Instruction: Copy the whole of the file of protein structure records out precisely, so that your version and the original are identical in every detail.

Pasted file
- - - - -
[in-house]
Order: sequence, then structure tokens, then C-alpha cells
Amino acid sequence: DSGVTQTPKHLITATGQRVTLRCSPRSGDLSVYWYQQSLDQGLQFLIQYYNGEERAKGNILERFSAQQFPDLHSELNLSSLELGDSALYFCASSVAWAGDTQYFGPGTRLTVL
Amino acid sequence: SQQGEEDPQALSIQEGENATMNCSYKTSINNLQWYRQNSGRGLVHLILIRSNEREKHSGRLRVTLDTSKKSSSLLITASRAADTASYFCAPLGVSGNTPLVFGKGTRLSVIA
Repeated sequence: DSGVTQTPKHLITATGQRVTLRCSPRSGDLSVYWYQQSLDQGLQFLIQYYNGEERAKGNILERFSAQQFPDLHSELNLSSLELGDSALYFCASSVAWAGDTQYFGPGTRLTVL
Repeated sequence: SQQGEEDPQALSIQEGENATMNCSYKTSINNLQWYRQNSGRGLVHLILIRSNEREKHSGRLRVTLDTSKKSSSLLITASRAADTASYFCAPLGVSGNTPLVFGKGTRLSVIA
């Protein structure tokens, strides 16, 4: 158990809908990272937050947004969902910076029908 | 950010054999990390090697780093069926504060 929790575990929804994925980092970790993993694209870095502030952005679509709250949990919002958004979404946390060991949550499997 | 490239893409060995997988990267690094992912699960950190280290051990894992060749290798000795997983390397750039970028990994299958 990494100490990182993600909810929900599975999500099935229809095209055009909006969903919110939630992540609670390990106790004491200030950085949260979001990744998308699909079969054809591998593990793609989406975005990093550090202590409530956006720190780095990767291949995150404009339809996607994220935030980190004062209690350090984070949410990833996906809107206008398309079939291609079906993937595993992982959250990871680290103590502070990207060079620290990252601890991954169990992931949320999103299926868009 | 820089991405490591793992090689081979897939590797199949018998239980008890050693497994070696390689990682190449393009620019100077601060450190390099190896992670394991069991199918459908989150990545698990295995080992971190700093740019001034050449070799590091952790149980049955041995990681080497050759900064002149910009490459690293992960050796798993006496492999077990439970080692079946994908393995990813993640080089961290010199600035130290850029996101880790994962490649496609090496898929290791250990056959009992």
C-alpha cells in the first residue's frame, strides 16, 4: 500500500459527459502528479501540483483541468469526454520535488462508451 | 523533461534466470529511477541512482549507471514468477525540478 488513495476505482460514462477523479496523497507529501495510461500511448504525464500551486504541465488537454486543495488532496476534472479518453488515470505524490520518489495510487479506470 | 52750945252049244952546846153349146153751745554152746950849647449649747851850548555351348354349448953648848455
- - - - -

[in-house]
Order: sequence, then structure tokens, then C-alpha cells
Amino acid sequence: DSGVTQTPKHLITATGQRVTLRCSPRSGDLSVYWYQQSLDQGLQFLIQYYNGEERAKGNILERFSAQQFPDLHSELNLSSLELGDSALYFCASSVAWAGDTQYFGPGTRLTVL
Amino acid sequence: SQQGEEDPQALSIQEGENATMNCSYKTSINNLQWYRQNSGRGLVHLILIRSNEREKHSGRLRVTLDTSKKSSSLLITASRAADTASYFCAPLGVSGNTPLVFGKGTRLSVIA
Repeated sequence: DSGVTQTPKHLITATGQRVTLRCSPRSGDLSVYWYQQSLDQGLQFLIQYYNGEERAKGNILERFSAQQFPDLHSELNLSSLELGDSALYFCASSVAWAGDTQYFGPGTRLTVL
Repeated sequence: SQQGEEDPQALSIQEGENATMNCSYKTSINNLQWYRQNSGRGLVHLILIRSNEREKHSGRLRVTLDTSKKSSSLLITASRAADTASYFCAPLGVSGNTPLVFGKGTRLSVIA
């Protein structure tokens, strides 16, 4: 158990809908990272937050947004969902910076029908 | 950010054999990390090697780093069926504060 929790575990929804994925980092970790993993694209870095502030952005679509709250949990919002958004979404946390060991949550499997 | 490239893409060995997988990267690094992912699960950190280290051990894992060749290798000795997983390397750039970028990994299958 990494100490990182993600909810929900599975999500099935229809095209055009909006969903919110939630992540609670390990106790004491200030950085949260979001990744998308699909079969054809591998593990793609989406975005990093550090202590409530956006720190780095990767291949995150404009339809996607994220935030980190004062209690350090984070949410990833996906809107206008398309079939291609079906993937595993992982959250990871680290103590502070990207060079620290990252601890991954169990992931949320999103299926868009 | 820089991405490591793992090689081979897939590797199949018998239980008890050693497994070696390689990682190449393009620019100077601060450190390099190896992670394991069991199918459908989150990545698990295995080992971190700093740019001034050449070799590091952790149980049955041995990681080497050759900064002149910009490459690293992960050796798993006496492999077990439970080692079946994908393995990813993640080089961290010199600035130290850029996101880790994962490649496609090496898929290791250990056959009992």
C-alpha cells in the first residue's frame, strides 16, 4: 500500500459527459502528479501540483483541468469526454520535488462508451 | 523533461534466470529511477541512482549507471514468477525540478 488513495476505482460514462477523479496523497507529501495510461500511448504525464500551486504541465488537454486543495488532496476534472479518453488515470505524490520518489495510487479506470 | 52750945252049244952546846153349146153751745554152746950849647449649747851850548555351348354349448953648848455